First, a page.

Vietnamese coriander
Scientific classification edit
Kingdom: Plantae
Clade: Tracheophytes
Clade: Angiosperms
Clade: Eudicots
Order: Caryophyllales
Family: Polygonaceae
Genus: Persicaria
P. odorata
Binomial name
Persicaria odorata
(Lour.) Soják 1974

Polygonum odoratum Lour. 1790

Persicaria odorata, with common names Vietnamese coriander, Vietnamese cilantro, phak phai, hot mint and Cambodian mint,[2] is a herb whose leaves are used in Southeast Asian and Northeast Indian cooking.

Vietnamese coriander is not related to the mints, nor is it in the mint family Lamiaceae, but its general appearance and fragrance are reminiscent of them. Persicaria is in the family Polygonaceae, collectively known as "smartweeds" or "pinkweeds".

Food uses

This section contains Khmer and Lao text. Without proper rendering support, you may see question marks, boxes, or other symbols instead of the intended characters.

The leaves are locally known as phak phai in Manipur. The Khoibu community grind the leaves with ghost pepper and a nut locally known as "bonra" to make a spicy side dish.

Above all, the leaf is identified with Vietnamese cuisine,[3] where it is commonly eaten fresh in salads (including chicken salad) and in raw gỏi cuốn, as well as in some soups such as canh chua and bún thang, and stews, such as fish kho tộ. It is also popularly eaten with hột vịt lộn (fertilized duck egg).[4]

In the cuisine of Cambodia, the leaf is known as (Khmer: ជីរក្រសាំងទំហំ chi krasang tomhom) and is used in soups, stews, salads, and the Cambodian summer rolls, naem (ណែម).

In Singapore and Malaysia, the shredded leaf is an essential ingredient of laksa, a spicy noodle soup, so much so that leaf is commonly referred to as "laksa leaf". The Malays called the leaves 'daun kesum' and is used in Malaysia for the dishes nasi kerabu and asam pedas.

In Laos and certain parts of Thailand, the leaf is eaten with raw beef larb (Lao: ລາບ).

In Australia, the plant is being investigated as a source of essential oil (kesom oil).[5]


The Vietnamese coriander is a perennial plant that grows best in tropical and subtropical zones in warm and damp conditions. In advantageous conditions, it can grow up to 15–30 cm (6–12 in). The top of its leaf is dark green, with chestnut-colored spots, while the leaf's bottom is burgundy red. The stem is jointed at each leaf. In Vietnam, it can be cultivated or found in the wild. It can grow very well outside in summer in nontropical Europe. It prefers full sun and well-drained soil. For colder climate zones, they should be brought inside for the winter and treated as a house plant. For climate zones that have milder winters, they will survive outside, although their growth may slow down. It rarely flowers outside the tropics.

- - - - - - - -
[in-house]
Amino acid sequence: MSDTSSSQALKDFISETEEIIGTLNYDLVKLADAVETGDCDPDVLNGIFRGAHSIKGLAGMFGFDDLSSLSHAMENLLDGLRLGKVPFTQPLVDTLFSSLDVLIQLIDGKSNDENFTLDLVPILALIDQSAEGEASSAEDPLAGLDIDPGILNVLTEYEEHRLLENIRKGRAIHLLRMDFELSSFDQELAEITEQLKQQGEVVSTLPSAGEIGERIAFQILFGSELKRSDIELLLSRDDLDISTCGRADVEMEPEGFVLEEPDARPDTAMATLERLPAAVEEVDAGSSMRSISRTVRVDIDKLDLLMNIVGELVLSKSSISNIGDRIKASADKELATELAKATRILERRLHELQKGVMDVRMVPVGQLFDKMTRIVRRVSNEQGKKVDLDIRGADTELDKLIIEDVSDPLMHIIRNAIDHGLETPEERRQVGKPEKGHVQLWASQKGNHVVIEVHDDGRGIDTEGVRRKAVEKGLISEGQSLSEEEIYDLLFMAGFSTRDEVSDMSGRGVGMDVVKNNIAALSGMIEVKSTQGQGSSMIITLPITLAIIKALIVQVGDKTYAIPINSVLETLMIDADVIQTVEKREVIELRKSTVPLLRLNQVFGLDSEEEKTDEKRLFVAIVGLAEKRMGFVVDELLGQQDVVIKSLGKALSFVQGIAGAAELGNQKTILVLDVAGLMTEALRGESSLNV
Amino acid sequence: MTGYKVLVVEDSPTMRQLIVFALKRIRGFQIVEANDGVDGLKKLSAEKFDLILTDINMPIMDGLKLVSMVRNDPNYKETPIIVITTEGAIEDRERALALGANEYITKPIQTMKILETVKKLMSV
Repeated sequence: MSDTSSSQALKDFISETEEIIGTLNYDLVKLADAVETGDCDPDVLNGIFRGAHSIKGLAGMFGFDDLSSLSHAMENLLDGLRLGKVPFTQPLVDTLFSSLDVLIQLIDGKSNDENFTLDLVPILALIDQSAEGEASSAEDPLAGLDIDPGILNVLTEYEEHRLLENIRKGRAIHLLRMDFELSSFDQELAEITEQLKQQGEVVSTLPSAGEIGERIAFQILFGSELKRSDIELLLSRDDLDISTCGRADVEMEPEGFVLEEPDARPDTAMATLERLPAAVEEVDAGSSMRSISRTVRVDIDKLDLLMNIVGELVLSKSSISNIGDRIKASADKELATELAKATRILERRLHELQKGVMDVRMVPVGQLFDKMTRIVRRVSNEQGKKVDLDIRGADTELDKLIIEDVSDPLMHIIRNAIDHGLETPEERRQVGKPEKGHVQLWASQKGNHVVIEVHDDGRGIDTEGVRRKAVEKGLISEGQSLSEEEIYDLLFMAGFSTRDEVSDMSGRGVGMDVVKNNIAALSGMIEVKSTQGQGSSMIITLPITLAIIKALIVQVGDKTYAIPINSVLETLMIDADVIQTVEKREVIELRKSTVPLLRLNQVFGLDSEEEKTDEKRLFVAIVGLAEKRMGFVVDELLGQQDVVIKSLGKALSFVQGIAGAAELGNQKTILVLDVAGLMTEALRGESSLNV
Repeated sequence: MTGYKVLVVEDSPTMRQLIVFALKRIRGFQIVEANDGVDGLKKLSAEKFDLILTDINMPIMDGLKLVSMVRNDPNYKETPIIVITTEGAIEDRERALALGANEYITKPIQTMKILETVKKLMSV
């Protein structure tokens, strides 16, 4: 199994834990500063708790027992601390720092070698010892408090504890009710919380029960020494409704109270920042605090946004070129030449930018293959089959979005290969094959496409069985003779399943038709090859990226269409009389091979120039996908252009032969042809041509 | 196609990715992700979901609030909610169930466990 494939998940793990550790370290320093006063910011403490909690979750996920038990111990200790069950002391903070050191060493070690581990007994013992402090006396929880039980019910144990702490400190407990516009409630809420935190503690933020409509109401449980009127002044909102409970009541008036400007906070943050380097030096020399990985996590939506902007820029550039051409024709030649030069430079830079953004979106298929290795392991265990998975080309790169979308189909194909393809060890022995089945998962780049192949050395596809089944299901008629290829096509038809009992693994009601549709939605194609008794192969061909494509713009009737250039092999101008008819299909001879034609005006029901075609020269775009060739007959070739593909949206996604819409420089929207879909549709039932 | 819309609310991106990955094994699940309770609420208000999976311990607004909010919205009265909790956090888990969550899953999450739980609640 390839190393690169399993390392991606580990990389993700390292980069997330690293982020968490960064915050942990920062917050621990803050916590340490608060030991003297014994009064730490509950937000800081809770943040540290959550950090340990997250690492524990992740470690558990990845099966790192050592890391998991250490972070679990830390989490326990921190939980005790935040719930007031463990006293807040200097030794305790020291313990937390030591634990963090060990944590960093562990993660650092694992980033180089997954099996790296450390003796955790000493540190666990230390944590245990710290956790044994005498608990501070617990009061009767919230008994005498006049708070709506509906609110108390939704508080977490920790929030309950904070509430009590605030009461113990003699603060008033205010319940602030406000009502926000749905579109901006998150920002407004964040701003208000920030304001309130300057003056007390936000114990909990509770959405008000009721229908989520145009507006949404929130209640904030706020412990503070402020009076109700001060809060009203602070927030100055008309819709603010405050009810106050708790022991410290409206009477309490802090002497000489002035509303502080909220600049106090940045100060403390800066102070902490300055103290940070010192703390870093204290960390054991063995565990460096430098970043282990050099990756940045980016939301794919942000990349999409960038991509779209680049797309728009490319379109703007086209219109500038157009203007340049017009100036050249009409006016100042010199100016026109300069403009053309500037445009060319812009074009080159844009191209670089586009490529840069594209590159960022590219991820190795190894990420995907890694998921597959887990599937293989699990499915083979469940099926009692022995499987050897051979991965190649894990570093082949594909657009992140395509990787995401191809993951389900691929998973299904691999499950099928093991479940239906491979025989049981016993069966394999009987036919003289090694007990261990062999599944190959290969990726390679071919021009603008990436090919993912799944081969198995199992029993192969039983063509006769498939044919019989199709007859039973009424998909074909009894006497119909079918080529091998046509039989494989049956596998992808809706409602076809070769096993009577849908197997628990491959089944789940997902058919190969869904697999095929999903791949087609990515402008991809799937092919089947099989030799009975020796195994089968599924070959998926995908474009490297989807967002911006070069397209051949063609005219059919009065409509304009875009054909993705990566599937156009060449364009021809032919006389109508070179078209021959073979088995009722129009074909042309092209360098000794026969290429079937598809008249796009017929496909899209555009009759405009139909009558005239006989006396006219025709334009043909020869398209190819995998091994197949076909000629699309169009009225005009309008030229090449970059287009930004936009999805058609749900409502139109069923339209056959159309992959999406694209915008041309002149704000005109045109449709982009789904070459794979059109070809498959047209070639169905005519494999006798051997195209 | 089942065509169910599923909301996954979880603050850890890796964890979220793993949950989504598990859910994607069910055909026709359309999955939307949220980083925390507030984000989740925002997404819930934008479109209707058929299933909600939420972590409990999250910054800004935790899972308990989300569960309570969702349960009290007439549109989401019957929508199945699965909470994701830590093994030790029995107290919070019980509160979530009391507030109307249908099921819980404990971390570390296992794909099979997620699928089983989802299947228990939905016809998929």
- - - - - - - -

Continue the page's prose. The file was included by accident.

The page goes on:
Its oil contains aldehydes such as decanal (28%), and the alcohols dodecanol (44%) and decanol (11%). Sesquiterpenes such as α-humulene and β-caryophyllene comprise about 15% of its oil.[5]

C-Methylated homoisoflavanones (3-(4'-methoxy-benzyl)-5,7-dihydroxy-6-methyl-8-methoxy-chroman-4-one, 3-(4'-methoxy-benzyl)-5,7-dihydroxy-6,8-dimethyl-chroman-4-one, 3-(4'-hydroxy-benzyl)-5,7-dihydroxy-6,8-dimethyl-chroman-4-one, 3-(4'-hydroxy-benzyl)-5,7-dihydroxy-6-methyl-8-methoxy-chroman-4-one and 3-(4'-hydroxy-benzyl)-5,7-dihydroxy-6-methyl-chroman-4-one) can be found in the rhizomes of P. odoratum.[6]

Traditional uses

No scientific studies have measured P. odorata's effects on libido. Traditionally, in Vietnam, the herb is believed to repress sexual urges. A saying in Vietnamese states, "rau răm, giá sống" ("Vietnamese coriander, raw bean sprouts"), which refers to the common belief that Vietnamese coriander reduces sexual desire, while bean sprouts have the opposite effect. Many Buddhist monks grow coriander in their private gardens and eat it frequently, believing it helps them remain celibate.[7]


  1. ^ Tropicos, Persicaria odorata (Lour.) Soják
  2. ^ "Persicaria odorata". European and Mediterranean Plant Protection Organization (EPPO). Retrieved 15 May 2021.
  3. ^ Heavenly Fragrance: Cooking with Aromatic Asian Herbs, Fruits, Spices and Seasonings, p.29, Carol Selva Rajah, Tuttle Publishing, 2008
  4. ^ "Vietnamese Coriander". Monday, 8 July 2019
  5. ^ a b Kesom Oil – a New Essential Oil for the International Flavour and Fragrance Industry in First Australian New Crops Conference 1996 – Volume 2 Archived 2006-09-19 at the Wayback Machine
  6. ^ A new C-methylated homoisoflavanone and triterpenoid from the rhizomes of Polygonatum odoratum. Wang D, Li D, Zhu W and Peng P, Natural Product Research, 2009, 23:6, pages 580-589, PMID 19384735
  7. ^ Vietnamese Coriander (Persicaria odorata (Lour.) Soják) page from Gernot Katzer's Spice Pages